At Haven Life, the average life insurance payout is a little over $600,000, and many beneficiaries may not know how to handle an unexpected amount of money while simultaneously grieving a loved one. A good financial advisor can help you not only manage your life insurance payout, but also help you come up with ways to cover your expenses before your life insurance payout arrives.

That’s why we reached out to Taylor Kovar, after all — and why he hopes his advice will help you and your loved ones.

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About Nicole Dieker

Nicole Dieker has been a full-time freelance writer since 2012, with a focus on personal finance and habit formation. In addition to Haven Life, her work regularly appears at Lifehacker, Bankrate, CreditCards.com, and Vox. Dieker spent five years as a writer and editor for The Billfold, a personal finance blog where people had honest conversations about money, and is the author of Frugal and the Beast: And Other Financial Fairy Tales.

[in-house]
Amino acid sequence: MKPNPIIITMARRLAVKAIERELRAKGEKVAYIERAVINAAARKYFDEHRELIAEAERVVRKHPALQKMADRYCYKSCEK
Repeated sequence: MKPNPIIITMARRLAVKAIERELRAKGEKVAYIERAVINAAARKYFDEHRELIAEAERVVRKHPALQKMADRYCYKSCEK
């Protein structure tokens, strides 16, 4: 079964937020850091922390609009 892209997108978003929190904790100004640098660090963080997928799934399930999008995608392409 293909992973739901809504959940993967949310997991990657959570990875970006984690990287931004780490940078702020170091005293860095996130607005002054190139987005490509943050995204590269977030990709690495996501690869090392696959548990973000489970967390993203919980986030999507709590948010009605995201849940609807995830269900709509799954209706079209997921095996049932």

Read more by Nicole Dieker

Our editorial policy

Haven Life is a customer-centric life insurance agency that’s backed and wholly owned by Massachusetts Mutual Life Insurance Company (MassMutual). We believe navigating decisions about life insurance, your personal finances and overall wellness can be refreshingly simple.

Our editorial policy

Haven Life is a customer centric life insurance agency that’s backed and wholly owned by Massachusetts Mutual Life Insurance Company (MassMutual). We believe navigating decisions about life insurance, your personal finances and overall wellness can be refreshingly simple.

Our content is created for educational purposes only. Haven Life does not endorse the companies, products, services or strategies discussed here, but we hope they can make your life a little less hard if they are a fit for your situation.